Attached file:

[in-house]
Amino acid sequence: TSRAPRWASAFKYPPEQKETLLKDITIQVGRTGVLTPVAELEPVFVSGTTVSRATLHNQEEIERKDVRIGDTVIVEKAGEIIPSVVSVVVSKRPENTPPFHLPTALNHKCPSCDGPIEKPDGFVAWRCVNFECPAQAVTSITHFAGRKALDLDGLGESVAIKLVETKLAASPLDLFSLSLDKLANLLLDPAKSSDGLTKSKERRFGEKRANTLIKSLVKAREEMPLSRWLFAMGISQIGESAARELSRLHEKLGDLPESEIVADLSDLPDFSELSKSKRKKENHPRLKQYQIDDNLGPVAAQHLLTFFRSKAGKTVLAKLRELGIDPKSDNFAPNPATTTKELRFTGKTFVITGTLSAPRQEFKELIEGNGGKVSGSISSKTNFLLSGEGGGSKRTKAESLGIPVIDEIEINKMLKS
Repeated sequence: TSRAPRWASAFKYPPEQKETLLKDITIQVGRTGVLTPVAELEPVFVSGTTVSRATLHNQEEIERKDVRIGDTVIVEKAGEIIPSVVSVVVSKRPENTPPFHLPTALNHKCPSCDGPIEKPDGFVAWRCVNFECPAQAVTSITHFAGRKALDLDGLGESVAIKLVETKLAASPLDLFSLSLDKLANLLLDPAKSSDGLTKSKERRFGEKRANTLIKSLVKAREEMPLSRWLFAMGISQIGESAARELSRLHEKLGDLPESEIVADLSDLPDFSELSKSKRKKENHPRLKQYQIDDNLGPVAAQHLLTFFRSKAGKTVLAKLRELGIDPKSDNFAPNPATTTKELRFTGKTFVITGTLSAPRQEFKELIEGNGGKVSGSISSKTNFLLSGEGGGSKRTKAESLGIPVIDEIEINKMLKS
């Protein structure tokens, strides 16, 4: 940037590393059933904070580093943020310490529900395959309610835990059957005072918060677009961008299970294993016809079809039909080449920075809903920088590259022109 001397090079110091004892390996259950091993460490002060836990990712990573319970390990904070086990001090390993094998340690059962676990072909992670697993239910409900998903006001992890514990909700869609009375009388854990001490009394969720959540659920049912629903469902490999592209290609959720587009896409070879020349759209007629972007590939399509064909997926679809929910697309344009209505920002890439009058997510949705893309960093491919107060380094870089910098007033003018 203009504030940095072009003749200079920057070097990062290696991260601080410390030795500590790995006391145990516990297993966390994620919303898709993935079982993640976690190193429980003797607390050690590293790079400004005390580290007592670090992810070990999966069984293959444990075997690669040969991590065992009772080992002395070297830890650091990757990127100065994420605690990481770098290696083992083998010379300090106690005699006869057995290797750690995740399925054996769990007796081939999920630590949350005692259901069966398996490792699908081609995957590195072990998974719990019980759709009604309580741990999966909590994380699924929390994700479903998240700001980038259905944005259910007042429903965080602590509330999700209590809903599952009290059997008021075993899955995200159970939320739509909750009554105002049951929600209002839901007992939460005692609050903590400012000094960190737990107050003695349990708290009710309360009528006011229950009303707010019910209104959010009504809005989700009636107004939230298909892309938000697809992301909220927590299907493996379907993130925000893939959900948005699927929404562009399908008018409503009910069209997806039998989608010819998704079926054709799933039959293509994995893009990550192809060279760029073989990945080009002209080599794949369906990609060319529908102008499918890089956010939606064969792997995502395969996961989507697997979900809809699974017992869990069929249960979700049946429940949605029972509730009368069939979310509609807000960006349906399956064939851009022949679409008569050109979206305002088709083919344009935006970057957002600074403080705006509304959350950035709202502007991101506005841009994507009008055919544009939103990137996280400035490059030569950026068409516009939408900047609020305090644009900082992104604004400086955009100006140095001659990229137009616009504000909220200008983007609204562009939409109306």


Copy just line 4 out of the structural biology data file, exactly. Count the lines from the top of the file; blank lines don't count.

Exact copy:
């Protein structure tokens, strides 16, 4: 940037590393059933904070580093943020310490529900395959309610835990059957005072918060677009961008299970294993016809079809039909080449920075809903920088590259022109 001397090079110091004892390996259950091993460490002060836990990712990573319970390990904070086990001090390993094998340690059962676990072909992670697993239910409900998903006001992890514990909700869609009375009388854990001490009394969720959540659920049912629903469902490999592209290609959720587009896409070879020349759209007629972007590939399509064909997926679809929910697309344009209505920002890439009058997510949705893309960093491919107060380094870089910098007033003018 203009504030940095072009003749200079920057070097990062290696991260601080410390030795500590790995006391145990516990297993966390994620919303898709993935079982993640976690190193429980003797607390050690590293790079400004005390580290007592670090992810070990999966069984293959444990075997690669040969991590065992009772080992002395070297830890650091990757990127100065994420605690990481770098290696083992083998010379300090106690005699006869057995290797750690995740399925054996769990007796081939999920630590949350005692259901069966398996490792699908081609995957590195072990998974719990019980759709009604309580741990999966909590994380699924929390994700479903998240700001980038259905944005259910007042429903965080602590509330999700209590809903599952009290059997008021075993899955995200159970939320739509909750009554105002049951929600209002839901007992939460005692609050903590400012000094960190737990107050003695349990708290009710309360009528006011229950009303707010019910209104959010009504809005989700009636107004939230298909892309938000697809992301909220927590299907493996379907993130925000893939959900948005699927929404562009399908008018409503009910069209997806039998989608010819998704079926054709799933039959293509994995893009990550192809060279760029073989990945080009002209080599794949369906990609060319529908102008499918890089956010939606064969792997995502395969996961989507697997979900809809699974017992869990069929249960979700049946429940949605029972509730009368069939979310509609807000960006349906399956064939851009022949679409008569050109979206305002088709083919344009935006970057957002600074403080705006509304959350950035709202502007991101506005841009994507009008055919544009939103990137996280400035490059030569950026068409516009939408900047609020305090644009900082992104604004400086955009100006140095001659990229137009616009504000909220200008983007609204562009939409109306």